Mercy Tiwaa Gyemfi, the narrator, has just arrived in Accra to attend St Felice Mixed Senior High School. Her choice of school is mainly driven by a desire to escape Aboagyekrom, the poor, idle, uninteresting village that until now has been her home. We are told that in Aboagyekrom, ‘nothing ever happens there’ and that ‘even the newspapers get there a day late’. (p2)
At her new school, Mercy is assigned to Morton House. It is this house (or more precisely a picture of it) that had captured her imagination back home in Aboagyekrom, way before she ever stepped foot in the school. The picture, which she had seen on a book front cover, showed the wide, green, lawn in front of Morton House with grass as smooth as a carpet and green as the leaves on a mango tree.
“There was no place in Aboagyekrom that looked so green and well kept,” Mercy had wondered as she looked at the picture. (p3),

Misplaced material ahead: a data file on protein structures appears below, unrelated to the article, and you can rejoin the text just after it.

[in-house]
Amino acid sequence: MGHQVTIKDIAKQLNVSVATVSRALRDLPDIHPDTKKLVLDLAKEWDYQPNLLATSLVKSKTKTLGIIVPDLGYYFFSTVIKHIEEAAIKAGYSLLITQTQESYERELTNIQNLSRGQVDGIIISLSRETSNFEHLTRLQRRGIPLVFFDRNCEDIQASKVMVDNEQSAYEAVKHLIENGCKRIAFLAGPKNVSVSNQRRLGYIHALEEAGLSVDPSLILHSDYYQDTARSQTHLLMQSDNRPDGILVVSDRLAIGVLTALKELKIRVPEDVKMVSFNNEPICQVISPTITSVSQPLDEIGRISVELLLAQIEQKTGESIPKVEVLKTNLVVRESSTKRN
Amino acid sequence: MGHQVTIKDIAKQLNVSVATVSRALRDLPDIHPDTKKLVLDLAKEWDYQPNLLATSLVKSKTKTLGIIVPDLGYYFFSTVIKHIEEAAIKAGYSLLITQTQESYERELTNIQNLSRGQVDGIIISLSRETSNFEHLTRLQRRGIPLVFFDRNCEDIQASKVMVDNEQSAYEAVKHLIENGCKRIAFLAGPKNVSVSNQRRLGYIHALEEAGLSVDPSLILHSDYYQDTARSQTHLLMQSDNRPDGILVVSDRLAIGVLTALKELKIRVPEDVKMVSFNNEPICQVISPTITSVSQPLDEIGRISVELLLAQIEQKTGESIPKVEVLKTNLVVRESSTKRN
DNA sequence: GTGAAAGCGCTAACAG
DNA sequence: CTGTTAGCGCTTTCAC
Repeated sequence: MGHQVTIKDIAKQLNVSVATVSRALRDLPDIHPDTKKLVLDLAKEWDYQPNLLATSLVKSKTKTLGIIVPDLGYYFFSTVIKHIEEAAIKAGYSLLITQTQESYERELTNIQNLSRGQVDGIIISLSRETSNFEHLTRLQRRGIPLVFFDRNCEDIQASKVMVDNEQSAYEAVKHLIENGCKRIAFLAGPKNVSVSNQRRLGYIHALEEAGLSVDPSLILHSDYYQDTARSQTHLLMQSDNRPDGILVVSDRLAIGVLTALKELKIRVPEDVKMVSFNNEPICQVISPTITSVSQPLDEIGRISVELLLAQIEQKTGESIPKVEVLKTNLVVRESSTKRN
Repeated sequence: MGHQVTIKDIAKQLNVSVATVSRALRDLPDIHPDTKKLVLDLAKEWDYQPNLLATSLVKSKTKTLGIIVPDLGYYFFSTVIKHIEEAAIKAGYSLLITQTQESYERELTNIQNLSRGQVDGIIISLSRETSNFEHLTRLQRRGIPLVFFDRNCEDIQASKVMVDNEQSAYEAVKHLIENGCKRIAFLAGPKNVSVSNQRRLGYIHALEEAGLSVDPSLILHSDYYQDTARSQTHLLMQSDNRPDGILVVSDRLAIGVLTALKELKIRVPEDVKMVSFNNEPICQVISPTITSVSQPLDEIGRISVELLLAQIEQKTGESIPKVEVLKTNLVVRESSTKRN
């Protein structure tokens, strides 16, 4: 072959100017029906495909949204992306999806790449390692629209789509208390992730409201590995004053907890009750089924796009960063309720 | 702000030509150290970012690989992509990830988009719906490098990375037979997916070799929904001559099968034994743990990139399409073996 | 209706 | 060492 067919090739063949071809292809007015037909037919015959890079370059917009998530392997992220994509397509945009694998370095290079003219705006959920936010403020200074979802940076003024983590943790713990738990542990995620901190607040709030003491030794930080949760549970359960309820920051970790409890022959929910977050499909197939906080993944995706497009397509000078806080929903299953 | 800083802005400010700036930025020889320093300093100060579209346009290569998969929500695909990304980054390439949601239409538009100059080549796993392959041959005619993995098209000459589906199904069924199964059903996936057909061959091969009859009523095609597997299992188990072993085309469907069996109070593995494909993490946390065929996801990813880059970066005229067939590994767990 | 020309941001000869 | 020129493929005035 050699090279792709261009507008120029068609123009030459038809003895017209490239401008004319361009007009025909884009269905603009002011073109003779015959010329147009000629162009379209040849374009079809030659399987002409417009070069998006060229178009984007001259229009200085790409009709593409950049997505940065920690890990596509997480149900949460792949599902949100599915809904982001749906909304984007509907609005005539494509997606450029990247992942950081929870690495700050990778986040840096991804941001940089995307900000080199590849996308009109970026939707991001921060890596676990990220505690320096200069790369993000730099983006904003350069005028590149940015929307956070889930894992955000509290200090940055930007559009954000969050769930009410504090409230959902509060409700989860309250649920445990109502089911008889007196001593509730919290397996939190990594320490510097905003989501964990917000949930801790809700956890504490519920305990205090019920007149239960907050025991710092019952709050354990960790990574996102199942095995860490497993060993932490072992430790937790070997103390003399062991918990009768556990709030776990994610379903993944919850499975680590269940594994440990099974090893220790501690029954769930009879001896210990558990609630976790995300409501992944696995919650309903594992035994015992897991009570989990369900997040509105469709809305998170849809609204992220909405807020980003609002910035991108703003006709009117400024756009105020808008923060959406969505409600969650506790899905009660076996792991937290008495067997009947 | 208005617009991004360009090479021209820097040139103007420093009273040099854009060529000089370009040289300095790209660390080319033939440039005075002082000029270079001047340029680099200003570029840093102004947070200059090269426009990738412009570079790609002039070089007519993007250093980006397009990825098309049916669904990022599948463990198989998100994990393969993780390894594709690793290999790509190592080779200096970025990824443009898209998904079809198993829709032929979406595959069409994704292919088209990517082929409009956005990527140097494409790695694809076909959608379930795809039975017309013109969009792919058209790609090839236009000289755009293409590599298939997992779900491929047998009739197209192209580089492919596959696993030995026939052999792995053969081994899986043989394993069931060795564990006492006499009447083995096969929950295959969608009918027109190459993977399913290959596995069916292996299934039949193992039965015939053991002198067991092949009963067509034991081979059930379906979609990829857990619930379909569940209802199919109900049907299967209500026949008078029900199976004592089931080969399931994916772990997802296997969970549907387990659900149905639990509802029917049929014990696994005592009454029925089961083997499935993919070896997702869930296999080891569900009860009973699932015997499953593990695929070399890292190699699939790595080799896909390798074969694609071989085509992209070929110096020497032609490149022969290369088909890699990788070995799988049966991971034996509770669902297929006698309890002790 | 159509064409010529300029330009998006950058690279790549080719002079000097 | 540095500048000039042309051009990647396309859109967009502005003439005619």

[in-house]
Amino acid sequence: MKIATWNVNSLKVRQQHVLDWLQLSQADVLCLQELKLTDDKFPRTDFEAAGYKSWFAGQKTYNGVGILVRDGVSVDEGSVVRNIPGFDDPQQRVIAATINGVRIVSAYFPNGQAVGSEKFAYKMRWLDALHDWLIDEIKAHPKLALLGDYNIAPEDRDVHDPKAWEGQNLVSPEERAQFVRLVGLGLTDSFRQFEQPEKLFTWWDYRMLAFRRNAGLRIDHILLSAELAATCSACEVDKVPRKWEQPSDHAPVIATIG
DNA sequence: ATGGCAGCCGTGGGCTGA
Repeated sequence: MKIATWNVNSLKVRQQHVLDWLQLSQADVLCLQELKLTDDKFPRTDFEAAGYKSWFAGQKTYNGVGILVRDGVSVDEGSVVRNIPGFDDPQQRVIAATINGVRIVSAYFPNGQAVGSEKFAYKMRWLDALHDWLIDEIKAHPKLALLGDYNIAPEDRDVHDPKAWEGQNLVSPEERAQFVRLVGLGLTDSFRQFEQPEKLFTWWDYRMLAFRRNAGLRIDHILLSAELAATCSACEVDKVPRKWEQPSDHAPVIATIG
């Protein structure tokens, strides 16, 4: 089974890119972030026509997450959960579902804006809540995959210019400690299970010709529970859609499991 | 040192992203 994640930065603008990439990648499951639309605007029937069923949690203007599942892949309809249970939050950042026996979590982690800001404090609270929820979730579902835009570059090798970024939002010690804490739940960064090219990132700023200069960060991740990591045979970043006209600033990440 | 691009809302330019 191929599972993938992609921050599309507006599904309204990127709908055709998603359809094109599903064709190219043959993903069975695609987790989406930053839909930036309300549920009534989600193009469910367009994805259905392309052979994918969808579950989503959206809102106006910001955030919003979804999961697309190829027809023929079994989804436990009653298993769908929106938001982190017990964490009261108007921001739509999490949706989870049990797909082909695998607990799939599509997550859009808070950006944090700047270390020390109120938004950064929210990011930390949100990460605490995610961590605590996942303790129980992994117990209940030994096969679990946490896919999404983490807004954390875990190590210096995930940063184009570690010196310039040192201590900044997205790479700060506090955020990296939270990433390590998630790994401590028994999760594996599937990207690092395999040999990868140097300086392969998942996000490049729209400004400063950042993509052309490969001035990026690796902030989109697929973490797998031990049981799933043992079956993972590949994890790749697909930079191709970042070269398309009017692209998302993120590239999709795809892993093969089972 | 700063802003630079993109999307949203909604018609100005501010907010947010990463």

In a bid to fit in with her new surroundings, Mercy chooses to only associate with the well-off girls in her dormitory.
Readers, who have attended boarding school will, likely, identify with Mercy’s antics and those of her friends. As the book plays out, we encounter familiar stories that remind us of our own school days – stories of students teasing others, meeting and making friends with the opposite sex, helping each other during class tests, and running away from campus without permission, to mention but a few.
And as one would expect, not even the teachers are spared. The object of ridicule in this case is Mr. Manu, the Mathematics teacher, who mispronounces ‘s’ as ‘th’. In one of the class sessions, he tells his students: ‘Thith assethment will take one hour… I have a thtaff meeting, so I have to leave you. Pleath work quietly and independently.’ (p50)
Baitie’s The Twelfth Heart is also very much about love and friendship, in that no matter how much the students tease or look down on one another, there clearly is an overriding mutual love hidden in their hearts .
Baitie is a relatively new voice on the Ghanaian literary scene, who fully deserves the recognition she has received for her writing so far. Prior to winning the Burt Award for The Twelfth Heart , Baitie received the Macmillan Writers Prize for Africa in 2006 for an earlier book, Saint in Brown Sandals .